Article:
Mr. HUNTER. Mr. Chairman, I yield myself such time as I may consume.
Mr. Chairman, I have great respect for both proponents of this amendment, but I have to tell my colleagues that this amendment is not grounded in common sense, for a couple of reasons. There are a lot of things with respect to arms control that we disagree with, conservatives, liberals, Democrats, Republicans, arms control proponents, and people who are very skeptical of the arms control process.
But there are certain cornerstones of our deterrent force and our overall strategy of deterrents that we all agree on. When I say, `we all agree on,' I am speaking of not only of the majority in the Congress but also the President of the United States, whether he is a Democrat or Republican, and his respective military leaders in the Pentagon.
I have a lot of disagreements with President Clinton on security, but this is not one of them. The President, and I have several letters, one from his CNO and one from his director of the Commander in Chief, the U.S. Strategic Command, President Clinton does not want to see our strategic force, and the most important part of our triad, which is our submarine force, upon which we are going to rely for 50 percent of our deterrent counterstrike force under START II, he does not want to see that force reduced, and especially to reduce it unilaterally.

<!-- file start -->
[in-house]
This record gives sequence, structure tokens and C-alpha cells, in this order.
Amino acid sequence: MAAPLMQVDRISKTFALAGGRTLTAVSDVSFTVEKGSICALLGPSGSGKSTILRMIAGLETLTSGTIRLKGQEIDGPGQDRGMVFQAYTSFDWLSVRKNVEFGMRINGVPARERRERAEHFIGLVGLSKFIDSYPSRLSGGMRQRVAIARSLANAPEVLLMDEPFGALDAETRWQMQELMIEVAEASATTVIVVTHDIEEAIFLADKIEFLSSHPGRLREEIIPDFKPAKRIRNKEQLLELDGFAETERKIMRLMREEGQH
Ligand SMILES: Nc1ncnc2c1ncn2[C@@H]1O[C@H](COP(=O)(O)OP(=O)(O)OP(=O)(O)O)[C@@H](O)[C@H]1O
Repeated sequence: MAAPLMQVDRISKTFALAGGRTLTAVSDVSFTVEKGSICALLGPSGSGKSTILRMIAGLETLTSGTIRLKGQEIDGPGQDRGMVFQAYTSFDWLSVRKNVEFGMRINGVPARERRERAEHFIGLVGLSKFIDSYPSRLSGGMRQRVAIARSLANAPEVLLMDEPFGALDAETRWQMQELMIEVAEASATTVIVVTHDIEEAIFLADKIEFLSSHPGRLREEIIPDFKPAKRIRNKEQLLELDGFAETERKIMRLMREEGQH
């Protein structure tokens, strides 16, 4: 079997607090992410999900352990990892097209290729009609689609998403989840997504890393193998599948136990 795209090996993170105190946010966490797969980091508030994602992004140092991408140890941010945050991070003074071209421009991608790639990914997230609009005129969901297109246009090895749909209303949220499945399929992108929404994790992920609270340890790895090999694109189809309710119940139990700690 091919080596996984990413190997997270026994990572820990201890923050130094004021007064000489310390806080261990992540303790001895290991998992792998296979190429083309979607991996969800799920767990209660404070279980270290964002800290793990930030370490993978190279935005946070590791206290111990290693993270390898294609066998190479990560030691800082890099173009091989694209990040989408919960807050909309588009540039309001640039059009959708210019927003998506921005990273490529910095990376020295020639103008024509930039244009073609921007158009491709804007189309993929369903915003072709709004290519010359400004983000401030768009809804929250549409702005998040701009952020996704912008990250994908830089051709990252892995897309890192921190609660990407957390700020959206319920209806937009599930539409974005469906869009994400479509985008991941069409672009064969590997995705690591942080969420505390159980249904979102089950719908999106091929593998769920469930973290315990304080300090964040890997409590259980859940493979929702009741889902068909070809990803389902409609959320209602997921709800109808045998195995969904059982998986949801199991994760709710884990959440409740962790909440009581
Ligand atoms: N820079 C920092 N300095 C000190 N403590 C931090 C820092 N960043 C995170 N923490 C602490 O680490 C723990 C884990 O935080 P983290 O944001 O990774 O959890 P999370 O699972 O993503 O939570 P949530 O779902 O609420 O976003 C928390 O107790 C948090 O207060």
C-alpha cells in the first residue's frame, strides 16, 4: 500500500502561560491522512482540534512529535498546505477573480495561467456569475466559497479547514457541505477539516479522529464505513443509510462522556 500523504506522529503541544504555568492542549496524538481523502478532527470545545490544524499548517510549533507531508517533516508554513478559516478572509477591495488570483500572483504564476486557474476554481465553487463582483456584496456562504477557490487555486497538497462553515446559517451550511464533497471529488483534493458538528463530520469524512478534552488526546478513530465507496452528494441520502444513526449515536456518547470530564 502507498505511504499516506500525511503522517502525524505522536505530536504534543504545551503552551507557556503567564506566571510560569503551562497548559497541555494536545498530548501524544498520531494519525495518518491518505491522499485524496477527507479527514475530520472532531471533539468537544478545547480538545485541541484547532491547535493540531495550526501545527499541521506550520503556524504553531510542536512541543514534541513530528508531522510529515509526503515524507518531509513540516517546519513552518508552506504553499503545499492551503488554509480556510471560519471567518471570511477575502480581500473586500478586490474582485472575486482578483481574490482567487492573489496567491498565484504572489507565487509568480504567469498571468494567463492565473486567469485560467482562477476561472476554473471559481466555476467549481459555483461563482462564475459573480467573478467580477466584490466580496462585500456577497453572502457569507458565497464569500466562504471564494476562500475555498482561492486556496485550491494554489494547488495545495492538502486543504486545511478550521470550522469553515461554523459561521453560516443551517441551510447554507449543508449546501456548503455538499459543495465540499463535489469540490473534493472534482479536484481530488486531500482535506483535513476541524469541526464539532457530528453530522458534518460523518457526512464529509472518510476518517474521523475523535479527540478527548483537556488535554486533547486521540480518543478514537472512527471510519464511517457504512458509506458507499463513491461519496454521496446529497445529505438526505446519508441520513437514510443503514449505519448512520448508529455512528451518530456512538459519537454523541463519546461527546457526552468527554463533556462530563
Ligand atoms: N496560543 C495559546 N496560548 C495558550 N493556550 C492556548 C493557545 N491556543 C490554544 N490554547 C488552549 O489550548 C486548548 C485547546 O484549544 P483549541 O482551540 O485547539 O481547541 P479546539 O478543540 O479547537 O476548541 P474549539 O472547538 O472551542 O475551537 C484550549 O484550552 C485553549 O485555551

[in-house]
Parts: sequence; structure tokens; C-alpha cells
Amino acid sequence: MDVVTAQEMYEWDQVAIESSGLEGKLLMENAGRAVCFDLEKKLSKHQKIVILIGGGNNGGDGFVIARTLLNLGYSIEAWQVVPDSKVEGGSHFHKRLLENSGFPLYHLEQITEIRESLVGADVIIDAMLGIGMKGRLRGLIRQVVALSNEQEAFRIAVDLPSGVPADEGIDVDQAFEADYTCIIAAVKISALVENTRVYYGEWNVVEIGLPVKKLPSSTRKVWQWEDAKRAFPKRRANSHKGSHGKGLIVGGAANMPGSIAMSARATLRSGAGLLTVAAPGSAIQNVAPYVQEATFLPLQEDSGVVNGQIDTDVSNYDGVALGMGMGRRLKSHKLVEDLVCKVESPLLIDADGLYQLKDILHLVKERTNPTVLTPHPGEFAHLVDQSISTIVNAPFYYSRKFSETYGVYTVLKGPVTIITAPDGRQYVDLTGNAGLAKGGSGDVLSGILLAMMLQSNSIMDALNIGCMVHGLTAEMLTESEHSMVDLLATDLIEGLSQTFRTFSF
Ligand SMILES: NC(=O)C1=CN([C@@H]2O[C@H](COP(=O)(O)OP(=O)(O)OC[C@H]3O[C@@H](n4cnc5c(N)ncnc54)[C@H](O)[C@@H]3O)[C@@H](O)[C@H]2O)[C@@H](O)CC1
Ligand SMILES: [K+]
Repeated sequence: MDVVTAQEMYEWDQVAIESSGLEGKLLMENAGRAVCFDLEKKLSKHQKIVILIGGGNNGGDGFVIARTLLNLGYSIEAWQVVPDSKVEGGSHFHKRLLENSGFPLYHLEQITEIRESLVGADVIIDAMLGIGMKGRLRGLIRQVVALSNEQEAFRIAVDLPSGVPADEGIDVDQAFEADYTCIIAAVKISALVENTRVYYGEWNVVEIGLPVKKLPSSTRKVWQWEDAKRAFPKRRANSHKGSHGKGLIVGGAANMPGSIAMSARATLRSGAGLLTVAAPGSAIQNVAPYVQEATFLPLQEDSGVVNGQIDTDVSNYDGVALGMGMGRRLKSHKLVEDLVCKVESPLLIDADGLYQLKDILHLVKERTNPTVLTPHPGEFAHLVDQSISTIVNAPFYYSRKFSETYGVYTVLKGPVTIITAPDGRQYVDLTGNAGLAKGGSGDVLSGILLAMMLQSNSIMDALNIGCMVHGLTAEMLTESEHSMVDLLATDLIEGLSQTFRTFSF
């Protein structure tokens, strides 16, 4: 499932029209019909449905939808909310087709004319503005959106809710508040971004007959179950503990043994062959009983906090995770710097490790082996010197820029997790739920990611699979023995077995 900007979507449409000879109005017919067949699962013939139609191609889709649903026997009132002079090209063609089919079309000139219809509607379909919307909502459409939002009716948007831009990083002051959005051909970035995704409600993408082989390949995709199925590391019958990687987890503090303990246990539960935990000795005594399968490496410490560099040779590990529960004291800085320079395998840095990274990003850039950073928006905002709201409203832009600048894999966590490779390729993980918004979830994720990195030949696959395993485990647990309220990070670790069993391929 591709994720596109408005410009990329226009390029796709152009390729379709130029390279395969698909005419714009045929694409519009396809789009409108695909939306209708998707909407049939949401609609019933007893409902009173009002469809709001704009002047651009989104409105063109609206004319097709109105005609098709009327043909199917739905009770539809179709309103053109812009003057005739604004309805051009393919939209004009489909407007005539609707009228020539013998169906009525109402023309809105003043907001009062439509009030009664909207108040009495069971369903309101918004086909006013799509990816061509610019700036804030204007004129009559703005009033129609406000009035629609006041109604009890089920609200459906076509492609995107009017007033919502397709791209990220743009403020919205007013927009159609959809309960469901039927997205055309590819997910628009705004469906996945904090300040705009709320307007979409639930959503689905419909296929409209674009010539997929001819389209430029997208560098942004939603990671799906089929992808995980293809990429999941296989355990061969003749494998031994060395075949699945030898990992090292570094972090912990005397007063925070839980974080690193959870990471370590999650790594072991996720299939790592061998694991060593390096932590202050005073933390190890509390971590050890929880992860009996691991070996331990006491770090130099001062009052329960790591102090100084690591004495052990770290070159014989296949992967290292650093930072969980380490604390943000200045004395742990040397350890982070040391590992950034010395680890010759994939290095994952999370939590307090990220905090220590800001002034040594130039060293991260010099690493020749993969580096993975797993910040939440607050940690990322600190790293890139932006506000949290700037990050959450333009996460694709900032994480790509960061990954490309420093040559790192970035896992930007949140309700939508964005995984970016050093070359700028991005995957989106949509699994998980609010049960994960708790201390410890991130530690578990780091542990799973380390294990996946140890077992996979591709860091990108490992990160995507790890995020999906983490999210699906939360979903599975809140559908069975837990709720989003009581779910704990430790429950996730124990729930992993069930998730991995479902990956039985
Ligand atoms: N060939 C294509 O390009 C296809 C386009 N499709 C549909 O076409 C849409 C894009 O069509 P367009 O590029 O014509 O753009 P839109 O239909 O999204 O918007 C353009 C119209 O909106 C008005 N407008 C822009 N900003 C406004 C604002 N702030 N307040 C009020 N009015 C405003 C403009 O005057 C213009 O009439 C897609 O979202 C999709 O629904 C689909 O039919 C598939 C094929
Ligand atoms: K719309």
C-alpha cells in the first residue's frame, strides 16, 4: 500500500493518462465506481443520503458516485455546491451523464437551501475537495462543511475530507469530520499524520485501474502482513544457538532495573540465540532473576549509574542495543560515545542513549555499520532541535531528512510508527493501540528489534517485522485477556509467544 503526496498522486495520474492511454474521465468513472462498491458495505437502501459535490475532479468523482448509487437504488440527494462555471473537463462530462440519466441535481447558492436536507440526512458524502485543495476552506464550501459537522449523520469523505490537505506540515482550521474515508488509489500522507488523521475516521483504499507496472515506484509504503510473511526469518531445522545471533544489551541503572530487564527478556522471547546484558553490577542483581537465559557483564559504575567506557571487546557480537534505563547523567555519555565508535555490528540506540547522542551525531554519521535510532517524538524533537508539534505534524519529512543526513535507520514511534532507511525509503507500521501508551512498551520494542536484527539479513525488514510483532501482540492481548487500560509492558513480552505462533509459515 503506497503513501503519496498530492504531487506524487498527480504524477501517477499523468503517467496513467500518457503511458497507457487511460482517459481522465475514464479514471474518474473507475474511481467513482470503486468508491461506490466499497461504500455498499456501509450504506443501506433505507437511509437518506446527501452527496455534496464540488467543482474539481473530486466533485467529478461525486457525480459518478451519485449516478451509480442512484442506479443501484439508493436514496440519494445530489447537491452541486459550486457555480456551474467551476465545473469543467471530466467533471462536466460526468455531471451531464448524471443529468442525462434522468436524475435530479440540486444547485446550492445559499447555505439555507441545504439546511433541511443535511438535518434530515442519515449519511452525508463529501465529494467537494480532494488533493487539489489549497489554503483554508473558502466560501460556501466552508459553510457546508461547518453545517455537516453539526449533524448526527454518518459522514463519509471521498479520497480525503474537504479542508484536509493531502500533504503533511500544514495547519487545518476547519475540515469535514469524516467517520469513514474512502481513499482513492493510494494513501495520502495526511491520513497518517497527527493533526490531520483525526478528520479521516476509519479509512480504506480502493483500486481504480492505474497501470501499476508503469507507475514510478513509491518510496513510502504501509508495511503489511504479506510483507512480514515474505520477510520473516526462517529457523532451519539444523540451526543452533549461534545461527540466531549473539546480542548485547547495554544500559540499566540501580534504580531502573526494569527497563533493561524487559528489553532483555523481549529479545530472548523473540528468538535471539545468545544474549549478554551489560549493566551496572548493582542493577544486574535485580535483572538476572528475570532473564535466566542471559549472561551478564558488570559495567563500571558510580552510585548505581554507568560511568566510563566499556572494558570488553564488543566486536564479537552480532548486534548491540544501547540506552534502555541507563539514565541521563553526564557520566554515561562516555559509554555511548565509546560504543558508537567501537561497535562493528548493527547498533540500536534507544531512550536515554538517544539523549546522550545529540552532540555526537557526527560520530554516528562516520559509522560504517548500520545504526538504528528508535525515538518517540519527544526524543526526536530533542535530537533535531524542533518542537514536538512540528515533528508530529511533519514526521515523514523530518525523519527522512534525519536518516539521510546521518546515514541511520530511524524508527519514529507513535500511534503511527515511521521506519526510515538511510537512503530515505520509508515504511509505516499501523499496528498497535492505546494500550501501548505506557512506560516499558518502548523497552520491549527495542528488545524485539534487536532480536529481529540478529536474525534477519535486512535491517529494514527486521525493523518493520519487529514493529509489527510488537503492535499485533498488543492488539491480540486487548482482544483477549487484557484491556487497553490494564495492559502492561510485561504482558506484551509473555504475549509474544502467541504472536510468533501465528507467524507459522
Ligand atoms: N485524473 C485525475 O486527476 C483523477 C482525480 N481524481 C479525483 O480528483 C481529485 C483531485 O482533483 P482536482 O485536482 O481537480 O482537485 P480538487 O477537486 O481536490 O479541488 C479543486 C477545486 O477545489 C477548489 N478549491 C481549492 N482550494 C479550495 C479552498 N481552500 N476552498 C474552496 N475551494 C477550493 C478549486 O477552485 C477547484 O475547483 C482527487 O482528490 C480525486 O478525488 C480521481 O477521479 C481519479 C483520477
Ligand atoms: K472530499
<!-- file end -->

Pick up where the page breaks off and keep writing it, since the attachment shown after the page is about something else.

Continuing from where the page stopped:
So let us review the bidding here. We have three legs of the triad. We have our missiles based on land. We have our bomber force. But the most survivable forces of our triad, our deterrent system that has worked for so many years, is undersea. It is difficult to target. It is difficult to preempt. And that deterrent force will become more and more important under START II if the Russians ever approve START II.
Now here is what my colleagues should reflect upon: START II has not yet been approved by the Russian Duma. Our friends who are offering this amendment are proposing to cut back on the number of ballistic missile submarines, in anticipation that at some point in the future there will be a START III and the Russians will give us reciprocity on this cut and will somehow come through with cuts of their own.
That is a very dangerous thing to do. Let us leave all the chips on the side of our negotiators so that, as we work down our strategic forces, they give a chip, we give a chip, they give a chip, we give a chip, and we still guard or act to detour not only the Russians but others who are now developing nuclear systems around the world.
And there are others developing those systems. The Chinese, for example, are not a part of the START II agreements. They are developing nuclear systems aimed at American cities. So it is a very dangerous thing to try to get a jump-start on arms negotiations and start unilaterally to pull down our strategic forces, especially the underwater part of our strategic forces.
All of our military experts, the White House leadership, the Pentagon, and the majority in Congress, agree the undersea part of our ballistic missile submarines are the most survivable part of our triad. And to do away with the large portion of those in anticipation of some future concession on the part of our negotiating partners makes no sense.